petite, become dumpish and iuuctlvo and
not unfrequently dio. They aro Tory
hardy birds and cully wintered. About
all thoy require U a place to roost at night
whore they will bo out of tho wind, plenty
to eat and drink and thfclr liberty during
tho day. Poultry Yard.
A Terstan Ilnaar.
In tho baznnr. Tehcnui, there aro tho
silversmiths fusing the metal into ingot
ami km?, liainuicring nt the plates, dr
signing, engraving, chasing and solder
ing: tho work is scon in progress from
tho very leginning, ami woo bo to tho
unfortunate wretch who shall bo dt
tcctctl in using alloy or an unnecessary
quantity of solder. Tho workers in
in copiKT, m iron, tiio manu
facturers of textile fabrics, all give a
continuous industrial exhibition of their
own, which is open to nil tho world,
"free gratis, for nothing." Tho confec
tioner produces his sweet ttoc-k in trade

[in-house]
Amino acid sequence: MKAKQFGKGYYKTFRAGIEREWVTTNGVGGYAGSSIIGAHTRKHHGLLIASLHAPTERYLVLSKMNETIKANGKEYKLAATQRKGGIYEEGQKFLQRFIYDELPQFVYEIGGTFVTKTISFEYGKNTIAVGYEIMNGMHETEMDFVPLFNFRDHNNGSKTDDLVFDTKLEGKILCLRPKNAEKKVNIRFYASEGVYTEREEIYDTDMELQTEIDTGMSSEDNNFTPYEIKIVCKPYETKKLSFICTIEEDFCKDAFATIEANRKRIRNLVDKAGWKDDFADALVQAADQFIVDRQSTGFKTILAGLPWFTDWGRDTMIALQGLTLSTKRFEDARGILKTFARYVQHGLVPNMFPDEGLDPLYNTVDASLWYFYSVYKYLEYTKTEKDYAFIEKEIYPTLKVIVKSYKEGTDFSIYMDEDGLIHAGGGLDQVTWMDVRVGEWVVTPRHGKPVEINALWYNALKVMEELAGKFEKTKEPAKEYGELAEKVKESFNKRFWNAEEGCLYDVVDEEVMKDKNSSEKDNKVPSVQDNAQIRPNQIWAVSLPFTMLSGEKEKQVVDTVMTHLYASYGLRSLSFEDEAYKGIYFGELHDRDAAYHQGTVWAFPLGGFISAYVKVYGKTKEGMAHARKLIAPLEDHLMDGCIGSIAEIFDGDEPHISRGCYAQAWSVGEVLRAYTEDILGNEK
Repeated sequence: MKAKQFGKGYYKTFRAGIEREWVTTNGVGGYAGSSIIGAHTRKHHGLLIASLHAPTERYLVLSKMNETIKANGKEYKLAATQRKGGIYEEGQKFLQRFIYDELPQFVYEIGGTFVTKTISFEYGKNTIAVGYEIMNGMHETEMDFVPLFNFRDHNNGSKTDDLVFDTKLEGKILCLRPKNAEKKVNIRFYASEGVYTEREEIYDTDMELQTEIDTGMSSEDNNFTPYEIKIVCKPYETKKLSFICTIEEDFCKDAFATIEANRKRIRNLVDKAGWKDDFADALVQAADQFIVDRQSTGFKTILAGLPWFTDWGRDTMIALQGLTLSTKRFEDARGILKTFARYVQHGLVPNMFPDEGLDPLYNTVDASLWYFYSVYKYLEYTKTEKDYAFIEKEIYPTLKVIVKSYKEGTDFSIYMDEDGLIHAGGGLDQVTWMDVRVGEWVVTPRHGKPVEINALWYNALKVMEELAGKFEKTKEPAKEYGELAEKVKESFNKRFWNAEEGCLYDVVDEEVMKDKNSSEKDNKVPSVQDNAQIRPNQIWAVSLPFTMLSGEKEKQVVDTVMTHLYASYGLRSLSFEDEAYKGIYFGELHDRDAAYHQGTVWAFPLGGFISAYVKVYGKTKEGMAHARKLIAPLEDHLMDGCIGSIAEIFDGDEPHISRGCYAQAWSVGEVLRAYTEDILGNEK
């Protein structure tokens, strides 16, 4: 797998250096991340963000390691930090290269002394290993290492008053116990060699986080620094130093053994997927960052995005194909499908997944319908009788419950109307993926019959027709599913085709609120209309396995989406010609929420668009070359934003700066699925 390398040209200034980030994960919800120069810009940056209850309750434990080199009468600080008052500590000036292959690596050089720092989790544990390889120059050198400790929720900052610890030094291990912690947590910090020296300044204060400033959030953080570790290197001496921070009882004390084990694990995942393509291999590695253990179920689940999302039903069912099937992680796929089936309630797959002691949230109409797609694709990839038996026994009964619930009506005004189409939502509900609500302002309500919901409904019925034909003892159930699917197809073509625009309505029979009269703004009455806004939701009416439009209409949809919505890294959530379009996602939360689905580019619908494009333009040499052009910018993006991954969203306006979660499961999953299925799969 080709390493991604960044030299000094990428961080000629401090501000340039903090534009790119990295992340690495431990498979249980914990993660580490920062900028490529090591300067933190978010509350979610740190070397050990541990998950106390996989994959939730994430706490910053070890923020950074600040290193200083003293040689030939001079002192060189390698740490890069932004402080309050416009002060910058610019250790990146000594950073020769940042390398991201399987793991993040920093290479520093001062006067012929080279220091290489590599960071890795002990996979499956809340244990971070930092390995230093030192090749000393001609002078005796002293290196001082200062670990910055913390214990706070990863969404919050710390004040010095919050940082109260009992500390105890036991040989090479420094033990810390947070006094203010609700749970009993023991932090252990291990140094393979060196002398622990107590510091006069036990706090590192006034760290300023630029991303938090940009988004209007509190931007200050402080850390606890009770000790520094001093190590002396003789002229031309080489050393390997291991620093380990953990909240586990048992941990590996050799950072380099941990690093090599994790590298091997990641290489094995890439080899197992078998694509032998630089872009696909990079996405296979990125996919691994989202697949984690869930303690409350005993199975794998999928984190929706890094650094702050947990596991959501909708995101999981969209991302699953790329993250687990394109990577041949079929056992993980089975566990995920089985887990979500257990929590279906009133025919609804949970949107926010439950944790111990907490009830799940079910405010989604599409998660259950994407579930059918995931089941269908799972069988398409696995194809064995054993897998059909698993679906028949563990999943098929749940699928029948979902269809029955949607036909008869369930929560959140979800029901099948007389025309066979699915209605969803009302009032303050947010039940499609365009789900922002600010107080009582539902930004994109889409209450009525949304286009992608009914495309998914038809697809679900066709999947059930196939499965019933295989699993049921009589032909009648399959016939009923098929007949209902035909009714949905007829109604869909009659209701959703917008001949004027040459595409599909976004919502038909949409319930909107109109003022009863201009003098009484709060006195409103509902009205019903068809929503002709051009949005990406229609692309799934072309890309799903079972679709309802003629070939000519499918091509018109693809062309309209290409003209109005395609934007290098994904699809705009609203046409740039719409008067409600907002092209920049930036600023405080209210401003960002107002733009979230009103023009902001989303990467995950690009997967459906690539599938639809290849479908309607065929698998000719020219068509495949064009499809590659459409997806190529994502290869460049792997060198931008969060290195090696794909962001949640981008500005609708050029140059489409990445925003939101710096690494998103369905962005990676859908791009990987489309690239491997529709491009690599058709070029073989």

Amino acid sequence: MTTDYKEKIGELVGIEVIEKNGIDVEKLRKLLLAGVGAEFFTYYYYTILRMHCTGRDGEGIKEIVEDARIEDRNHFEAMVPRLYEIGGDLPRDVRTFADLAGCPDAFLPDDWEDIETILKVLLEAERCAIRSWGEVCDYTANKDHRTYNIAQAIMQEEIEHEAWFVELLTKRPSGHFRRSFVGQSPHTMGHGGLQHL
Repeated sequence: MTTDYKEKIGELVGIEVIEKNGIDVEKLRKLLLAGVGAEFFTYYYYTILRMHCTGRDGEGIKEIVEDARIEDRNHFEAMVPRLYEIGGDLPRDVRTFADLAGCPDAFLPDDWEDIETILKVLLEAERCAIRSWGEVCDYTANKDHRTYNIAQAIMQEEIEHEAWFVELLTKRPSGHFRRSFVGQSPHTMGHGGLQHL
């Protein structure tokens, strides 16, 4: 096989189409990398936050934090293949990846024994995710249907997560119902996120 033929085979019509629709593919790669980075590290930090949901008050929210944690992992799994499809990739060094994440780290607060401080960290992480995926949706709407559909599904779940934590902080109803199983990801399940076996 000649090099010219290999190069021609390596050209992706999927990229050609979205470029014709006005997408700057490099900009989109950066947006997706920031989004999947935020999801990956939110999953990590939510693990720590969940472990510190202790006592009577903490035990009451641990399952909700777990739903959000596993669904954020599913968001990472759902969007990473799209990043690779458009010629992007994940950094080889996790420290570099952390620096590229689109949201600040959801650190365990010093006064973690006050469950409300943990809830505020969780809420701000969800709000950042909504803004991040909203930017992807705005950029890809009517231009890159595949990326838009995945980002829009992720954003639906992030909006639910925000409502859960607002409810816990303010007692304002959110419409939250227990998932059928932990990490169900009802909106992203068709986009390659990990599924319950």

under the eyo of tho purchaser. 'I ho
Persian likes to havo everything mndo
specially, and Bits by to seo it done, to
mako sure that what ho buys is fresh,
and that he isn't cheated.
It is uot to bo wondered nt that the
bazaars aro tho favorite loungo of the
middle and lower classes. All daylong
tho irreat arches of tho bazaar nro
thronged bv a noisy, pushing crowd,
hurrying and gesticulating, but all
ia Willi tl4a III
1 M
high good humor. - llereconio tho iiiouit-
tcbank, the lniiFoons, tho proprietors of
dancing lxirs iind monkeys, tho street
conjurors, and tho man with the tamo
lion; the itinerant venders of llowern.
lettuce, pipes and hot tea; tho sellers of
eggs and poultry; the dealers in wenpoiw
and second hand clothing, and innu
merable hawkers.
It is not to he wondered nt that tho
European traveler finds it very difficult
indeed to tear himself awav from the in
numerable attractions of the Persian ba
zaar. Tho bric-a-brac hunter may como
upon a priceless piece of faience, which
ho may possibly hecuro for a few pence.
Here ono may occasionally pick up a
muul wtic treasure, which tho owner is
glad to part with for a little moro than
tho price of tho metal; but here tho
stranger must beware, for skillful for